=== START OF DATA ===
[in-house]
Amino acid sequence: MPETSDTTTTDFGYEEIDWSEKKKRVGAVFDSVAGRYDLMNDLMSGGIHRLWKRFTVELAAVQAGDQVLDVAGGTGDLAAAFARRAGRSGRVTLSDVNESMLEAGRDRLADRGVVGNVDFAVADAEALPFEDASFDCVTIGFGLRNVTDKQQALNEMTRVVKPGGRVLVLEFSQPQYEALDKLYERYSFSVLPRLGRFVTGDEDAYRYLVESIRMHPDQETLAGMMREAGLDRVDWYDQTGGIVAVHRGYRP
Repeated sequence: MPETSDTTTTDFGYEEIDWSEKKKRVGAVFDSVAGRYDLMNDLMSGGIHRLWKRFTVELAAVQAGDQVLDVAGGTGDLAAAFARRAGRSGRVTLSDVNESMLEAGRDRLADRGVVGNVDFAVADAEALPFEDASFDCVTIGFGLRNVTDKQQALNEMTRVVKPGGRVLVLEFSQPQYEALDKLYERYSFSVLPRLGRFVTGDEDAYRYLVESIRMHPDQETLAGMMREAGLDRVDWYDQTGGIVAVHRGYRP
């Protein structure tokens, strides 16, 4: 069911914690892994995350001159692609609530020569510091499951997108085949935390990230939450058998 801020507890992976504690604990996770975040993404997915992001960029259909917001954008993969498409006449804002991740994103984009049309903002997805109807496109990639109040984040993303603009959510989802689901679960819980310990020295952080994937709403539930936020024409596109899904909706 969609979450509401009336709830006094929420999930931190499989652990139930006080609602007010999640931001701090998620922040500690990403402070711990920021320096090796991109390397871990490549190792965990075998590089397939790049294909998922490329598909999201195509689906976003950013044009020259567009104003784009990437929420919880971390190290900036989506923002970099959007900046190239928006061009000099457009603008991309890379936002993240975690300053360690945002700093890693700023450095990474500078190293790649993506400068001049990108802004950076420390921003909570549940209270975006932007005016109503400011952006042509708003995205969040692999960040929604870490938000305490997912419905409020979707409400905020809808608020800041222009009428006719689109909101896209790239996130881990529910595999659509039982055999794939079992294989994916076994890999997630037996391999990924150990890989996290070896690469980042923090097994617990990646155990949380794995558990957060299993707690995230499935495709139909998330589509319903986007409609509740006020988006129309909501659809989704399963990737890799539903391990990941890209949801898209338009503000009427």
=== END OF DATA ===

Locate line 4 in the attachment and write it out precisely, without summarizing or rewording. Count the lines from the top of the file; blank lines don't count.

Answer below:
């Protein structure tokens, strides 16, 4: 069911914690892994995350001159692609609530020569510091499951997108085949935390990230939450058998 801020507890992976504690604990996770975040993404997915992001960029259909917001954008993969498409006449804002991740994103984009049309903002997805109807496109990639109040984040993303603009959510989802689901679960819980310990020295952080994937709403539930936020024409596109899904909706 969609979450509401009336709830006094929420999930931190499989652990139930006080609602007010999640931001701090998620922040500690990403402070711990920021320096090796991109390397871990490549190792965990075998590089397939790049294909998922490329598909999201195509689906976003950013044009020259567009104003784009990437929420919880971390190290900036989506923002970099959007900046190239928006061009000099457009603008991309890379936002993240975690300053360690945002700093890693700023450095990474500078190293790649993506400068001049990108802004950076420390921003909570549940209270975006932007005016109503400011952006042509708003995205969040692999960040929604870490938000305490997912419905409020979707409400905020809808608020800041222009009428006719689109909101896209790239996130881990529910595999659509039982055999794939079992294989994916076994890999997630037996391999990924150990890989996290070896690469980042923090097994617990990646155990949380794995558990957060299993707690995230499935495709139909998330589509319903986007409609509740006020988006129309909501659809989704399963990737890799539903391990990941890209949801898209338009503000009427």